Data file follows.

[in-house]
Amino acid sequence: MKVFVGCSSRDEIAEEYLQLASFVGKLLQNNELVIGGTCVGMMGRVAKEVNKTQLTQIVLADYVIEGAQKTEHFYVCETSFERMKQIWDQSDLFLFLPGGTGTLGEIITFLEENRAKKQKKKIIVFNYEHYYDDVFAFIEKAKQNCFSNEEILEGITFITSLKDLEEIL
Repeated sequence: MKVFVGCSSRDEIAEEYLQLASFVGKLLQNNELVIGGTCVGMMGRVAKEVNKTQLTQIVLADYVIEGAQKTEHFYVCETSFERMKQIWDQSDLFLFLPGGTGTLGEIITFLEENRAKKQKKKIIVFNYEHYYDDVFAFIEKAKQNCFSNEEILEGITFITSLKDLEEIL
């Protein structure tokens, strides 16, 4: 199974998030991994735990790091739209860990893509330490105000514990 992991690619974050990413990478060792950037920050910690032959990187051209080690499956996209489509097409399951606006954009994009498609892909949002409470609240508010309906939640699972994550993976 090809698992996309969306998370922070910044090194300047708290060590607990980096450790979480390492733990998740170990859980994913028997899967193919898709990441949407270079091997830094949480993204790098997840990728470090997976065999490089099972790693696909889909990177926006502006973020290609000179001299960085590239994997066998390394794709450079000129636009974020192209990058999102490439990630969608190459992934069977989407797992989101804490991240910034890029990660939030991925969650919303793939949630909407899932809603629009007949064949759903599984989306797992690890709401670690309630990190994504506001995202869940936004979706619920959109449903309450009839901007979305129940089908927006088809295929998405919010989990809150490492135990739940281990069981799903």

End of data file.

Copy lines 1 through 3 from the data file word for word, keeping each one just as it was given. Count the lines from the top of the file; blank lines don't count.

[in-house]
Amino acid sequence: MKVFVGCSSRDEIAEEYLQLASFVGKLLQNNELVIGGTCVGMMGRVAKEVNKTQLTQIVLADYVIEGAQKTEHFYVCETSFERMKQIWDQSDLFLFLPGGTGTLGEIITFLEENRAKKQKKKIIVFNYEHYYDDVFAFIEKAKQNCFSNEEILEGITFITSLKDLEEIL
Repeated sequence: MKVFVGCSSRDEIAEEYLQLASFVGKLLQNNELVIGGTCVGMMGRVAKEVNKTQLTQIVLADYVIEGAQKTEHFYVCETSFERMKQIWDQSDLFLFLPGGTGTLGEIITFLEENRAKKQKKKIIVFNYEHYYDDVFAFIEKAKQNCFSNEEILEGITFITSLKDLEEIL